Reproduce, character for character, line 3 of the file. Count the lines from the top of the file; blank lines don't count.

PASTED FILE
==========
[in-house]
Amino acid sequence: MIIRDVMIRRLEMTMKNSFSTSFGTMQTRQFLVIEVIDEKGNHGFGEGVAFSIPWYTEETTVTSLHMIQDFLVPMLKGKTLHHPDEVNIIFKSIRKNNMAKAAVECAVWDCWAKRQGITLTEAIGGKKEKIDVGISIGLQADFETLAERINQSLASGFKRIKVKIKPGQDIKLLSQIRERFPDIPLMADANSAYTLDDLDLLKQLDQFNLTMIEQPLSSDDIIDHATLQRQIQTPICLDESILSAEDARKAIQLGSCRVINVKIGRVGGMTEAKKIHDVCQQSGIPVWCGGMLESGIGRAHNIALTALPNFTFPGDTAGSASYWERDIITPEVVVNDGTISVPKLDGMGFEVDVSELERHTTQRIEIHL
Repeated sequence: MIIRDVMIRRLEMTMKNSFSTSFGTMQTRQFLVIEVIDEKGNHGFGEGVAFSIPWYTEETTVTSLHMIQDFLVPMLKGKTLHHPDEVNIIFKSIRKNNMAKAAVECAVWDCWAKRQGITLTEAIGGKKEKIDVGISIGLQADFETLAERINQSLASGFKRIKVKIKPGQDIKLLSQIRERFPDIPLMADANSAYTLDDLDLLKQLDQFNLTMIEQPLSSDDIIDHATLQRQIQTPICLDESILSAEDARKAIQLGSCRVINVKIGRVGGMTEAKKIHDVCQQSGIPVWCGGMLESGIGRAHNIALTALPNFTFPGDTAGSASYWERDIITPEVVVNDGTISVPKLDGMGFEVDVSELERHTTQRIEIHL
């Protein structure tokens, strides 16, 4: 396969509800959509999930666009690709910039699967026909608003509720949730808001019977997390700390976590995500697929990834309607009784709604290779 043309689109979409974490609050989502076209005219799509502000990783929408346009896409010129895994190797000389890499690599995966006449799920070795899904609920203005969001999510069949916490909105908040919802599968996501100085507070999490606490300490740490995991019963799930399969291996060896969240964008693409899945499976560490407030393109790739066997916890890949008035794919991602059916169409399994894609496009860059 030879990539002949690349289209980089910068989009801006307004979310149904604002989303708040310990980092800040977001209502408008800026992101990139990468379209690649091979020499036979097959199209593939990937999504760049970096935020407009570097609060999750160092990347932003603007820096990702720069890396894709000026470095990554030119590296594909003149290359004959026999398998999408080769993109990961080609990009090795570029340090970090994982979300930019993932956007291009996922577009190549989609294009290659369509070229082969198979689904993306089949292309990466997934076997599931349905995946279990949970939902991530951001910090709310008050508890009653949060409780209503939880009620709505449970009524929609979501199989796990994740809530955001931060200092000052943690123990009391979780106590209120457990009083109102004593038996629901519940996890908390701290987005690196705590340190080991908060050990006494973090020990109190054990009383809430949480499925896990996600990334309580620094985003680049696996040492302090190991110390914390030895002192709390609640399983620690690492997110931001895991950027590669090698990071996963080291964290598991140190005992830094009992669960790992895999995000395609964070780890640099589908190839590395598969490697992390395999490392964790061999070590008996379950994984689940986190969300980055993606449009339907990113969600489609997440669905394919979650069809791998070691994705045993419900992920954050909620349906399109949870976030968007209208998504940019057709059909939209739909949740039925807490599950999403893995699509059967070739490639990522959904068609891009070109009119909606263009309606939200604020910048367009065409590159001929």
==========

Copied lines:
Repeated sequence: MIIRDVMIRRLEMTMKNSFSTSFGTMQTRQFLVIEVIDEKGNHGFGEGVAFSIPWYTEETTVTSLHMIQDFLVPMLKGKTLHHPDEVNIIFKSIRKNNMAKAAVECAVWDCWAKRQGITLTEAIGGKKEKIDVGISIGLQADFETLAERINQSLASGFKRIKVKIKPGQDIKLLSQIRERFPDIPLMADANSAYTLDDLDLLKQLDQFNLTMIEQPLSSDDIIDHATLQRQIQTPICLDESILSAEDARKAIQLGSCRVINVKIGRVGGMTEAKKIHDVCQQSGIPVWCGGMLESGIGRAHNIALTALPNFTFPGDTAGSASYWERDIITPEVVVNDGTISVPKLDGMGFEVDVSELERHTTQRIEIHL